July 19 Teach-In: Some 30 Portland activists attended our session to hear Stephen Goldberg, one of the attorneys on a Portland case of federal wiretapping. He took questions for more than an hour from that enthusiastic and knowledgeable audience.

Activist Outreach: Because most of the group’s members have been heavily involved in activist events in Portland in the last three years, we have an extensive blast list for contacts about our activities. A major peace demonstration on March 19 provided us with a list of 157 activist organizations in the county for networking purposes. That hasn’t translated to those groups rushing to aid our efforts, however, except for CodePink members filling the Portland City Council chambers May 10 when our impeachment resolution was first presented.

Nevertheless, in promoting activities, we have appeared before several groups to appeal for volunteers. Among them have been the Alliance for Democracy, the Northwest Progressive Community (the Kucinich group), CodePink. We also attended the Pacific Green nominating convention, securing many petitions, including that of gubernatorial candidate Joe Keating. We’ve requested speaking time for volunteers at the Multnomah County Democratic Central Committee meeting in mid-August. We've added CodePink and the Portland chapter of Veterans for Peace to our flash-mob list.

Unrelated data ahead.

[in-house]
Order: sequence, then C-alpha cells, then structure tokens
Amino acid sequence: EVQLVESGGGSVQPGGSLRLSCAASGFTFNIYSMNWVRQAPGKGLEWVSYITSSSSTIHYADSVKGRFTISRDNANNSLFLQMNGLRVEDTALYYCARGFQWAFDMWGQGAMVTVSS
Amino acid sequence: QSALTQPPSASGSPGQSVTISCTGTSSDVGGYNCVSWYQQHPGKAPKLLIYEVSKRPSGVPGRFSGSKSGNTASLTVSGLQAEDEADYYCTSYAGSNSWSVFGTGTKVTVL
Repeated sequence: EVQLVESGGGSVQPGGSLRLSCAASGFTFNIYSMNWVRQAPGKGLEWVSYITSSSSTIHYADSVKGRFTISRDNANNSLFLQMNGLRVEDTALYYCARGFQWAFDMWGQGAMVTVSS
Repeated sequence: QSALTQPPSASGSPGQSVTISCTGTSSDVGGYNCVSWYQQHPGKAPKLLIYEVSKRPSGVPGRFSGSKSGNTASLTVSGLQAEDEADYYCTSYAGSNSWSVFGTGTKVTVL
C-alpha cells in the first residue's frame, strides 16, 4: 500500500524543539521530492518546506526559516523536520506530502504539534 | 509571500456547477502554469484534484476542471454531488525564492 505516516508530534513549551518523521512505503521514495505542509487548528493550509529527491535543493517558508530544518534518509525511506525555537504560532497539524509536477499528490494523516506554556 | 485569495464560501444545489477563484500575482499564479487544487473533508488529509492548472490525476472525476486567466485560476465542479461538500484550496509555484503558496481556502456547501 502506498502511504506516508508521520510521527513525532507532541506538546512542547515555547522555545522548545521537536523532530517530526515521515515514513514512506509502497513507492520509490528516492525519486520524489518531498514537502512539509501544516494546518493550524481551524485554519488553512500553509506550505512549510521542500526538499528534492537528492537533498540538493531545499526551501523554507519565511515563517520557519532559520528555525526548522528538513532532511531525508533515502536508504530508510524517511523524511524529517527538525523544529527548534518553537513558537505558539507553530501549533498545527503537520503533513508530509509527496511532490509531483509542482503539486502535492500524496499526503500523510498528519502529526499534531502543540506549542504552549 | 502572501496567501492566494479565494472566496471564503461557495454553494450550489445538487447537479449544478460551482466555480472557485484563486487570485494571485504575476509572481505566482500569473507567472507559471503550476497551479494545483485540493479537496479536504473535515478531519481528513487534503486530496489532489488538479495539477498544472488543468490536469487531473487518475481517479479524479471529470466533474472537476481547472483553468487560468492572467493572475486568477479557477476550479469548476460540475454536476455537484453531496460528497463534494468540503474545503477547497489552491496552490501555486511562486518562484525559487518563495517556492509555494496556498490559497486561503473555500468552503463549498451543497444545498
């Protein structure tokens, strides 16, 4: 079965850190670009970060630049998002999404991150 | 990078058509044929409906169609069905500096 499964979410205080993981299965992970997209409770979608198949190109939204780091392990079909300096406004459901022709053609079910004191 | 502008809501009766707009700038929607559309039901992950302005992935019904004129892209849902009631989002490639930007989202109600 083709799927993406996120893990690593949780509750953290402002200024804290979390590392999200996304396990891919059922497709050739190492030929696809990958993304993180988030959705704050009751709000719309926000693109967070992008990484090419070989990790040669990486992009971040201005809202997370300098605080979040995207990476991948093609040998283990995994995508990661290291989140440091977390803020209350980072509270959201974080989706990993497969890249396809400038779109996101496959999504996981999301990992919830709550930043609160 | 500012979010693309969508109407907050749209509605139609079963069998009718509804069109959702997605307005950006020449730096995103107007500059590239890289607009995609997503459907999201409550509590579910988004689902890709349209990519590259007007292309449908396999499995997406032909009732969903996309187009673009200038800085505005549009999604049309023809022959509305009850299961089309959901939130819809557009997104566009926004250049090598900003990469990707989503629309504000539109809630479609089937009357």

One such appearance led to an invitation for a four-member presentation on impeachment taped May 24 for a community cable-access show appearing in the Portland-Vancouver area and around Manchester, N.H.

WCW Day of Mobilization—Oct. 5: In conjunction with the national organization WorldCan’tWait, our group will stage an adjunctive effort: flash-mob demonstrations at both ends of seven of Portland’s 11 bridgeheads during morning and evening rush hours.
We‘ve designed a flier (and a jpeg of same for emailing) to be posted around Portland a week before this Thursday event.

For Further Information, Contact Barbara Ellis (